Sunday, April 14, 2013

The Slow Road to Recovery: Tunisia After the Revolution

Years after the revolution that sparked the entirety of the Arab Spring, Tunisia is still on a slow road to recovery. When Mohamed Bouazizi self-immolated in December of 2010 he was protesting the lack of economic opportunity and the corruption of the government. Three years later, the people of Tunisia have overthrown their oppressive president Zein al-Abidine Ben Ali and have been working to establish a democratic government.

However, Tunisia is still far from establishing a healthy, functioning, democratic state. In early March, a 27-year-old cigarette vendor set himself on fire in protest of the high unemployment rate shouting "This is Tunisia, this is unemployment,” (Tunisia's Economy: Still Struggling). Tunisia's current tax code is broken, favoring exporting companies and punishing those that sell locally with higher tariffs, lowering the wage and stability of available jobs (Tunisia's Economy: Still Struggling). While Tunisia has implemented a new government program that promises a civil service job to one member of every family in the country, Tunisia is still facing high unemployment rates. The current overall unemployment rate in Tunisia is 17%, and in the interior of the country the unemployment rate for those with degrees is 30% (Tunisia's Economy: Still Struggling).

Corruption among lower level officials is also still prevalent. In an article from the Economist documenting the story of a Tunisian cab driver, payoffs to government officials are still the norm. While government officials do not blatantly ask for bribes like they did before the revolution, customs agents conjure up arbitrary fees to charge cab drivers crossing the Tunisian-Algerian border (The Algerian-Tunisian Border: Tales of a Taxi Driver).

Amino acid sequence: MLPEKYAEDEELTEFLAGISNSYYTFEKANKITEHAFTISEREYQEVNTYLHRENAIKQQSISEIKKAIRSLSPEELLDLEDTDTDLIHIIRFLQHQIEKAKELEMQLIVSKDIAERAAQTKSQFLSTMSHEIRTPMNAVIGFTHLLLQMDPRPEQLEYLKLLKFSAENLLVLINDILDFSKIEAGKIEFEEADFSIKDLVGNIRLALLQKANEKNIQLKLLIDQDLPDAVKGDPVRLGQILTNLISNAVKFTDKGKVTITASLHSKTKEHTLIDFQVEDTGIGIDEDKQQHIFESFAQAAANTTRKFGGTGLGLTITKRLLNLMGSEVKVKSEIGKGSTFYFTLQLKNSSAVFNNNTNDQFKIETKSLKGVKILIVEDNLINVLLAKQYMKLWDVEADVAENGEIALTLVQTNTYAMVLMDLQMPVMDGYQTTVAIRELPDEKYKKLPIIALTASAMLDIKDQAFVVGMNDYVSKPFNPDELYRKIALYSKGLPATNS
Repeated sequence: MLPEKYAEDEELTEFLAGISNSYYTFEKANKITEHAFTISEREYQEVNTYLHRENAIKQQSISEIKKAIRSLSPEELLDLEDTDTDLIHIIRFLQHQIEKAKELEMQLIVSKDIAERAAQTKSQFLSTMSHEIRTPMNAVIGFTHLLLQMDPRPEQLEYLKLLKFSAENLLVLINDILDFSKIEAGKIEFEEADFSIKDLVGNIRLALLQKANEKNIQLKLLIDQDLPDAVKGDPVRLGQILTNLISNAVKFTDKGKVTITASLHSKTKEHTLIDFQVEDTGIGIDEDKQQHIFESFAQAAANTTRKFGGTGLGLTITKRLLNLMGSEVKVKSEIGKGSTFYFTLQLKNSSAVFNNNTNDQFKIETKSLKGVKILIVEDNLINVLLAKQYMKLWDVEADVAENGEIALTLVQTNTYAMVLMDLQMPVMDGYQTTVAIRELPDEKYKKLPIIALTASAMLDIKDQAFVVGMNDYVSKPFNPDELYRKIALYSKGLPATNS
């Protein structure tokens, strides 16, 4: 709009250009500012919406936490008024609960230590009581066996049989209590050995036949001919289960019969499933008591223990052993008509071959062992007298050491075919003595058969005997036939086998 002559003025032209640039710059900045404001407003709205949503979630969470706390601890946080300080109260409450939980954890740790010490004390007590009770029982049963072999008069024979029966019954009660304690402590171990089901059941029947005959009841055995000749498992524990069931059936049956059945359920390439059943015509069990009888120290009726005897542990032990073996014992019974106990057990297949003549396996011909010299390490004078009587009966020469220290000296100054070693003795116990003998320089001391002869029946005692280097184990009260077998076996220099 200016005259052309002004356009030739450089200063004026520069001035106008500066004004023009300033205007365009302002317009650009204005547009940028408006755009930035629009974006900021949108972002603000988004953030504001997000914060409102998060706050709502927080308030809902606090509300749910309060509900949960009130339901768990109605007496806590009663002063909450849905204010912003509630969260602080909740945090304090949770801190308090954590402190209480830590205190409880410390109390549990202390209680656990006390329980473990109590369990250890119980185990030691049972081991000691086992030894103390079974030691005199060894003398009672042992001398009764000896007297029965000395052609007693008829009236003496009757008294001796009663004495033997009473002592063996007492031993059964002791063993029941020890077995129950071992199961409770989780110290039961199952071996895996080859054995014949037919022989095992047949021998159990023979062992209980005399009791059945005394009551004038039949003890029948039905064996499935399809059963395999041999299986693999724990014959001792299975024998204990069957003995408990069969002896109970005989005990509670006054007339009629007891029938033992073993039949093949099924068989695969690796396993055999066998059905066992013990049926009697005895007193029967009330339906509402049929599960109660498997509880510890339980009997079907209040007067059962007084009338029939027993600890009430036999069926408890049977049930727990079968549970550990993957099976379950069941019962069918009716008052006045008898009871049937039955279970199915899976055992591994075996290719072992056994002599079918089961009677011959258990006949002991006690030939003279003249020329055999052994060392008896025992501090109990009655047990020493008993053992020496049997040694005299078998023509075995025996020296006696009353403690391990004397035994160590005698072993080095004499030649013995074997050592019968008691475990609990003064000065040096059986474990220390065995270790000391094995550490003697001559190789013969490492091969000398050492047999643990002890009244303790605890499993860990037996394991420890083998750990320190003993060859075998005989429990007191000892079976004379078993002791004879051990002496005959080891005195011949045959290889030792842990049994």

While Tunisia's economy remains in a state of disarray, the country has made some gains in its quest for democratic government. Just recently the country recovered a stipend of $28.8 million from the so-called "looted assets" from Ben Ali (Tunisia: Millions Recovered from Ex-Leader's Assets). However, this is small sum compared to the estimated billions Ben Ali corruptly gained. While it formerly taboo to speak ill of Ben Ali's regime, Tunisia is making gains in freedom of speech, putting on plays that openly criticizes the former government (Macbeth in Tunis: Fair is Foul and Foul is Fair).

As we discussed in class, a society that has high unemployment rates for its educated citizens and a high number of unemployed youth tend to be less stable. If Tunisia's new government wants to create a stable democratic state, it must pass new economic reforms to target the high unemployment rate.

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1 comment:

  1. I am interested to see what happens here considering that oil could be the new future of Tunisia. I can't imagine that if this picks up enough, they will still democratize. There is certainly developing interest in Tunisia's energy resources and for the first time major spending has been committed to test Tunisian oil basins which are arguably equally prolific as those in neighboring environments with more work performed, such as Libya. This could potentially lead to more corruption and put Tunisia on a downward spiral yet again.